This opinion will be unpublished and

may not be cited except as provided by

Minn. Stat. § 480A.08, subd. 3 (2000).






State of Minnesota,





Autumn Joy Coney,



Filed September 24, 2002


Lansing, Judge


Polk County District Court

File No. K0001356



Mike Hatch, Attorney General, Suite 500. 525 Park Street, St. Paul, MN 55103-2106; and


Wayne H. Swanson, Polk County Attorney, John D. Gross, Assistant Polk County Attorney, Crookston Professional Center, 223 East Seventh Street, Crookston, MN 56716 (for respondent)


Cathryn Middlebrook, Assistant Public Defender, Suite 600, 2829 University Avenue S.E., Minneapolis, MN 55414 (for appellant)



            Considered and decided by Lansing, Presiding Judge, Randall, Judge, and Harten, Judge.

U N P U B L I S H E D   O P I N I O N




            On appeal from an amended restitution order, Autumn Coney contends that the state has not sustained its burden of proving $6,434 of the court-ordered $42,642

restitution.  Because the district court had an adequate factual basis to order restitution amounting to $42,642, we find no abuse of discretion and affirm.



            Autumn Coney pleaded guilty to nine counts of financial exploitation of a vulnerable person.  The guilty plea was based on evidence that in 1999 Coney befriended Marjorie Fehr, an elderly, medically dependent woman and, in the course of their one-year friendship, convinced Fehr to give her more than $40,000.

            The district court sentenced Coney to 72 months in prison, $47,264 in restitution to Fehr, and $400 in restitution to the Polk County Victim Assistance Program (PCVAP).  Coney filed an affidavit challenging the amount of the restitution, stating that she was not responsible for $11,056 of the restitution to Fehr and listing specific checks, drawn on Fehr’s account, that Coney denied were for her benefit.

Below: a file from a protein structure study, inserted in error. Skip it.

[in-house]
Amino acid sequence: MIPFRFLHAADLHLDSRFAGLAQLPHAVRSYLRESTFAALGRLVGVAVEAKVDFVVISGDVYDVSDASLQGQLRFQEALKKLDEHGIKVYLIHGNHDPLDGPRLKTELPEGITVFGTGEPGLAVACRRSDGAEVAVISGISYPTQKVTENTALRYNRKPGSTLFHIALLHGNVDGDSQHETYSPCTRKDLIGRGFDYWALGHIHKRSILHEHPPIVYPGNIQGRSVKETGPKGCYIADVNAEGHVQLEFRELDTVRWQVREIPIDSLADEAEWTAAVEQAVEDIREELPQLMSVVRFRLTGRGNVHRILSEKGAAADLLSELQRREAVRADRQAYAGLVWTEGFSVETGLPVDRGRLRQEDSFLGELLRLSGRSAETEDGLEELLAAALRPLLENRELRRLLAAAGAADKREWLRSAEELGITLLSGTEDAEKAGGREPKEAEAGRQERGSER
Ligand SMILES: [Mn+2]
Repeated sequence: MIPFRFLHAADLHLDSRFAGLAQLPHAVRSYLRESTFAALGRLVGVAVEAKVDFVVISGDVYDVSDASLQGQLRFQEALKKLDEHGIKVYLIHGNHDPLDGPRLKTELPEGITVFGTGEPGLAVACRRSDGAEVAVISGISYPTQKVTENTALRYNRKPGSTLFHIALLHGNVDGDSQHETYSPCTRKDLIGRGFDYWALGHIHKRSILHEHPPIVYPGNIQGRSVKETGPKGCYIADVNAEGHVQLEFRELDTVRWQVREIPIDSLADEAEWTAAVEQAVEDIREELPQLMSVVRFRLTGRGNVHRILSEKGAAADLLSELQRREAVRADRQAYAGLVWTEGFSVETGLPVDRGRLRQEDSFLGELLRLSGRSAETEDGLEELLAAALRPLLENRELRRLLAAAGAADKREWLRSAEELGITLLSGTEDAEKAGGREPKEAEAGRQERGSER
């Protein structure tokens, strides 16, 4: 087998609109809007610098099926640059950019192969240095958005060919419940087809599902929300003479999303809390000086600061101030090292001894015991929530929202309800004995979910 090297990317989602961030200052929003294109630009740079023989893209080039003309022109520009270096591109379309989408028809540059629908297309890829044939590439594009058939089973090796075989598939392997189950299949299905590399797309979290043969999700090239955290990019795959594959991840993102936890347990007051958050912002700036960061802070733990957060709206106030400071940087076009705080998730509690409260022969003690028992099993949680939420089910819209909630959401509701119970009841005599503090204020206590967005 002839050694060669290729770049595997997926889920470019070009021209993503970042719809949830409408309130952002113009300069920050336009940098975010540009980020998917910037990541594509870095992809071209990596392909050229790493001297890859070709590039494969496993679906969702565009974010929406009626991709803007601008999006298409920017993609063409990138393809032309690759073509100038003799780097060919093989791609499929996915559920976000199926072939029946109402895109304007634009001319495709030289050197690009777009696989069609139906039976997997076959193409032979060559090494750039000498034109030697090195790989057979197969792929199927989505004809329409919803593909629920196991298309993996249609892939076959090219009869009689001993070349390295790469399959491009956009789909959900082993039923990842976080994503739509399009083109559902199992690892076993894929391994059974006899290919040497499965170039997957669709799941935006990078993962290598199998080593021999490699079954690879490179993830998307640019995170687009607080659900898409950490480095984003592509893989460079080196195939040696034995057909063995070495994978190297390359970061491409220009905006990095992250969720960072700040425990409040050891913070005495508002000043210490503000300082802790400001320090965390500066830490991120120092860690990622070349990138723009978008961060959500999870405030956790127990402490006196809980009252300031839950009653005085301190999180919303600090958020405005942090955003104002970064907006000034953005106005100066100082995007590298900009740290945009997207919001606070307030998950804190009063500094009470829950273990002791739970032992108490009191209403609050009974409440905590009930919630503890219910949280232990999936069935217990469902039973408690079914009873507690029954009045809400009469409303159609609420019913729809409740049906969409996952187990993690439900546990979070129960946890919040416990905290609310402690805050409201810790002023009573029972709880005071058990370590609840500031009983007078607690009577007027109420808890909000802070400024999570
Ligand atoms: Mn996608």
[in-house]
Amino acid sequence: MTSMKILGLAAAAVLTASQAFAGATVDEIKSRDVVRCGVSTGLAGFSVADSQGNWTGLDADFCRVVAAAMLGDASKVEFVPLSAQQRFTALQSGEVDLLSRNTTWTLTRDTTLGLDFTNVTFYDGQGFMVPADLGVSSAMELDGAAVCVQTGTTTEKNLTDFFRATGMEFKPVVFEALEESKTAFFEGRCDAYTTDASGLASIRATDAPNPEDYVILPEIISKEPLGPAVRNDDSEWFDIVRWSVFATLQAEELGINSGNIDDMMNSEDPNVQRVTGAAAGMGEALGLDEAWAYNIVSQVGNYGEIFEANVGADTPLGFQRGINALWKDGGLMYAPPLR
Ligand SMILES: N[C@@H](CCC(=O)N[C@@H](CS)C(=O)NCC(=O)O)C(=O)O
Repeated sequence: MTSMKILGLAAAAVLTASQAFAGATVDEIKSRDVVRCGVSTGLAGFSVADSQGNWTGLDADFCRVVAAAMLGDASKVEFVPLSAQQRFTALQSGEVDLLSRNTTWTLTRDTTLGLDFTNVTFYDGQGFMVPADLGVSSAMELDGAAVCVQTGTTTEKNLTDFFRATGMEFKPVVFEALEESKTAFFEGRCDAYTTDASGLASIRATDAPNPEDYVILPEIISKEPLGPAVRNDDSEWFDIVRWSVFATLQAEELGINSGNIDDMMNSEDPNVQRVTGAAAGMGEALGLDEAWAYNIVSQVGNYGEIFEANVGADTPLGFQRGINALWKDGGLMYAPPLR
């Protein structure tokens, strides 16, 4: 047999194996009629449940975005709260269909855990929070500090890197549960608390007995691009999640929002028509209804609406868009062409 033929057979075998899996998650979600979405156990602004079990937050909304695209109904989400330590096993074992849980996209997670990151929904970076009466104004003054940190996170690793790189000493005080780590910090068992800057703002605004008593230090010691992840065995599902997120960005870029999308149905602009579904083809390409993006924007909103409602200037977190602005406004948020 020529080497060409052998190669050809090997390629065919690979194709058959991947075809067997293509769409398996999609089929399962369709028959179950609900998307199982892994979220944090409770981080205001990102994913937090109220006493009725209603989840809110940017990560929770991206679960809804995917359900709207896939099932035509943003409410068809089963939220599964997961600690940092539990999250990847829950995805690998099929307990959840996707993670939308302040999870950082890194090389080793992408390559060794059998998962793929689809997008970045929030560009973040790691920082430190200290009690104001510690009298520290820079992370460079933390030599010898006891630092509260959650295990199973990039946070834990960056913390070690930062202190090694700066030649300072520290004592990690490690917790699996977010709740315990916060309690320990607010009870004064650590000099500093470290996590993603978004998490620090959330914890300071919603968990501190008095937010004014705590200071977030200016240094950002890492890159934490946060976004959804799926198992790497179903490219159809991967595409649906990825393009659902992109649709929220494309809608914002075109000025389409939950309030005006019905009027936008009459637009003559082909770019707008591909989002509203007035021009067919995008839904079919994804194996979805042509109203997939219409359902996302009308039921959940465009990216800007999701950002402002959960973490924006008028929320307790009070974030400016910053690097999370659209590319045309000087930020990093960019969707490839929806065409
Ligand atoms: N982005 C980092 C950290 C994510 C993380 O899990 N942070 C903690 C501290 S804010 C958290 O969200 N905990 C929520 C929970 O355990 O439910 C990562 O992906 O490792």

At the hearing on Coney’s challenge to the restitution amount, a representative from the PCVAP testified to Fehr’s statements about the disputed checks.  Fehr agreed that $1,236 worth of checks should not be included in the restitution amount because some of the checks were for items that Fehr used herself and some were compensation to Coney’s husband for work he had performed on Fehr’s house.  But Fehr asserted that Coney received the amounts in the remaining disputed checks.

            Coney admitted that she had received “a substantial amount of money” from Fehr during their one-year friendship, but disputed that she received the benefit of the checks listed in her affidavit and that other checks represented loans or gifts from Fehr.  Coney further claimed that she had repaid Fehr money that Fehr had allegedly loaned to her, but Coney produced no evidence to substantiate the claim of repayment.  Coney also challenged additional checks that she did not list in her affidavit.

            After the hearing, but before the district court issued its decision, the state filed an amended certificate of restitution reducing the amount that Coney owed Fehr from $47,264 to $42,642.

            The district court issued an order setting the restitution owed to Fehr at $42,642.  The court found that the state had met its burden of demonstrating the nature and amount of the loss sustained by Fehr, that the loss amounted to $42,642, and that Coney’s testimony on her remaining claims was not credible.  Coney appeals, contending that the court should have reduced the original amount by $11,056 rather than $4,622, and, therefore, the restitution amount set by the court should be further reduced by $6,434.